RELEASED: May 15, 2008
by Ali Hamilton
I. Tight tomato bulbs lined along side
sprawling bean pods, potato tops,
all sun-spent and assorted green;
gathering them in the wooden basket,
she chose a pepper and sliced the membrane,
its green slivers curled at end, like the stems
of the bleeding heart we dug from Fran’s garden,
its slender curve hung charms of hearts
splitting green at point and dropping tears.
In the hazy dusk we inspected our garden’s
green leaves for starch-bellied bugs –
their brown sap varnished my fingers,
and at the fence, we hunted green-backs,
our hands totem-like around the mason jar,
watching their still eyes, pulsing bodies-
then turning the jar, they dropped dark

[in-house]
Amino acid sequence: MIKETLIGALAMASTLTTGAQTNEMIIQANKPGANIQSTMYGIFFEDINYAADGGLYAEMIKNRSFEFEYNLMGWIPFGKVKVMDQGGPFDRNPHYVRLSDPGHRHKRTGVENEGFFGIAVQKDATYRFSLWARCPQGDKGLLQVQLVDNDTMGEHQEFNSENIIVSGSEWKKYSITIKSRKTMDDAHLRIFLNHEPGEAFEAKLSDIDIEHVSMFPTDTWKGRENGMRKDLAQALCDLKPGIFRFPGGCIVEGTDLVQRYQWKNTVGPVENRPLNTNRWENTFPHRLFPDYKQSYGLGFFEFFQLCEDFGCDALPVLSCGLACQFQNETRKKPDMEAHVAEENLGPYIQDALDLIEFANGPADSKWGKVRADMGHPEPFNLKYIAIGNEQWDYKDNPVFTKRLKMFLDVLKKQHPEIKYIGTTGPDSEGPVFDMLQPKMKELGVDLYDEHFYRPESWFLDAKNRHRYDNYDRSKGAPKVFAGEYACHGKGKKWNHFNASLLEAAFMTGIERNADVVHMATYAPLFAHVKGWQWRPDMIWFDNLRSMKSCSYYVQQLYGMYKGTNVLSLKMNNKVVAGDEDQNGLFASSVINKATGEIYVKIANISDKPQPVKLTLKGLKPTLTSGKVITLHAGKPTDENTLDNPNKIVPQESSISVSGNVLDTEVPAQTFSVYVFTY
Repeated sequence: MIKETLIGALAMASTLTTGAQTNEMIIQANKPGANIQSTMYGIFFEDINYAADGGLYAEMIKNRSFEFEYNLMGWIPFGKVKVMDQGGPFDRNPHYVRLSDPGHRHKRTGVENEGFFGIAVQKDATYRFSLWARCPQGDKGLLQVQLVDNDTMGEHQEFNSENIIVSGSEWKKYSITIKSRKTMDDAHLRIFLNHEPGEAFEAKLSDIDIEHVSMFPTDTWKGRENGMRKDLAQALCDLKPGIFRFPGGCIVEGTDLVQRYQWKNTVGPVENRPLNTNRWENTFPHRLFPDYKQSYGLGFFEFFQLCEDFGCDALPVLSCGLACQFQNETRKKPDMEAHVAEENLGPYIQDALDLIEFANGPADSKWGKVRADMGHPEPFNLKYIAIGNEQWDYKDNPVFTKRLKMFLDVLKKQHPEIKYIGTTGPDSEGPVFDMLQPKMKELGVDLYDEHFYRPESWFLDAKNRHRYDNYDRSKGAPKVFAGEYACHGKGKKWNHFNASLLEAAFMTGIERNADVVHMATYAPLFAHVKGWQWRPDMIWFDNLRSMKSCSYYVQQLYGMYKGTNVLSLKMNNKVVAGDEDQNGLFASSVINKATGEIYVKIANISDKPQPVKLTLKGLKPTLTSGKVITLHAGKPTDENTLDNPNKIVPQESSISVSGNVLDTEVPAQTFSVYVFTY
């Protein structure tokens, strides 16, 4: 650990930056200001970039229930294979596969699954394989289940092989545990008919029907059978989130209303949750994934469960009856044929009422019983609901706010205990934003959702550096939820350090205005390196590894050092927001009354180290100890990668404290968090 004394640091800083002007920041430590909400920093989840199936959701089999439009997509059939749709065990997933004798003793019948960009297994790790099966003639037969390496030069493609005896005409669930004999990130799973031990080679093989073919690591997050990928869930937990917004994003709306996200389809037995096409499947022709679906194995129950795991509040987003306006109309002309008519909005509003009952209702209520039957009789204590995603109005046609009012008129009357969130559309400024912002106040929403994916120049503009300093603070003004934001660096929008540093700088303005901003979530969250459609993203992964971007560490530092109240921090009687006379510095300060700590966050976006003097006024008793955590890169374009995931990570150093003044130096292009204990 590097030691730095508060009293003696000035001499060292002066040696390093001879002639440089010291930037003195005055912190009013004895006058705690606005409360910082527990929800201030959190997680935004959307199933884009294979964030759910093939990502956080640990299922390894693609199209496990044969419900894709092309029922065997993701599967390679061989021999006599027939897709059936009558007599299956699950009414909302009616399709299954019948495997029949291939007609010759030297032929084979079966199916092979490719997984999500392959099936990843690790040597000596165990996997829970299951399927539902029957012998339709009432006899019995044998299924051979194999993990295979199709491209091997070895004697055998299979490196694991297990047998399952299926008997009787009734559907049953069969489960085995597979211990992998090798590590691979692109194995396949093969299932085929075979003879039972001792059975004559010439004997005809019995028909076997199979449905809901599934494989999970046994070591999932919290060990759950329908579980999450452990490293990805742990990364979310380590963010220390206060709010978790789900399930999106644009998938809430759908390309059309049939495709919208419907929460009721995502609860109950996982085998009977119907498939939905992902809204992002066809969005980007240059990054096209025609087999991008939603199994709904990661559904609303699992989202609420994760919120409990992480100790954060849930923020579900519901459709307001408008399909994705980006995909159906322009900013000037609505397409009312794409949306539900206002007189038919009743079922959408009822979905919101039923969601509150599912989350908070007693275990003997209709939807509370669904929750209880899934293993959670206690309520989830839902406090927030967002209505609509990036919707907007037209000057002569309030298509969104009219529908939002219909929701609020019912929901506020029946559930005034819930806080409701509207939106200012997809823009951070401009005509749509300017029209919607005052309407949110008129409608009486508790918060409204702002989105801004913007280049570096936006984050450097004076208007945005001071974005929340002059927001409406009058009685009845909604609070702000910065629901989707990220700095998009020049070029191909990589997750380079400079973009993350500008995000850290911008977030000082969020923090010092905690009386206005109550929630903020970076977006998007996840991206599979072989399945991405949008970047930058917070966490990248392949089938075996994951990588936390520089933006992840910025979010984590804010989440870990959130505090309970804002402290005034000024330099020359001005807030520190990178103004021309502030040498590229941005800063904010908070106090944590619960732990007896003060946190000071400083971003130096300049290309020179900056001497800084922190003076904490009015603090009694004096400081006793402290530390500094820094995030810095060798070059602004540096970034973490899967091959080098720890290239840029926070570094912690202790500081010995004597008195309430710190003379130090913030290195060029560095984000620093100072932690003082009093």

into the grass that was green even at night
in those summers— organic and unripe.
II. She grew up in the fields, sowed seed,
hoed soil, cut the tobacco it sprouted,
and stained her hands on the tar-stalks—
her harsh hands, because Jack died at four.
She loves winter now because in December
things don’t turn green, her hoe rests
in the shed above a harboring ground
where decay and growth look the same.
She is pouring coffee tonight, awake
with the peacocks calling across the field,
and the moths plinking at the lights—
and I am awake too on the iron-frame bed,
thinking about green summers and this
foreign stillness moving in rooms at night.
- end -
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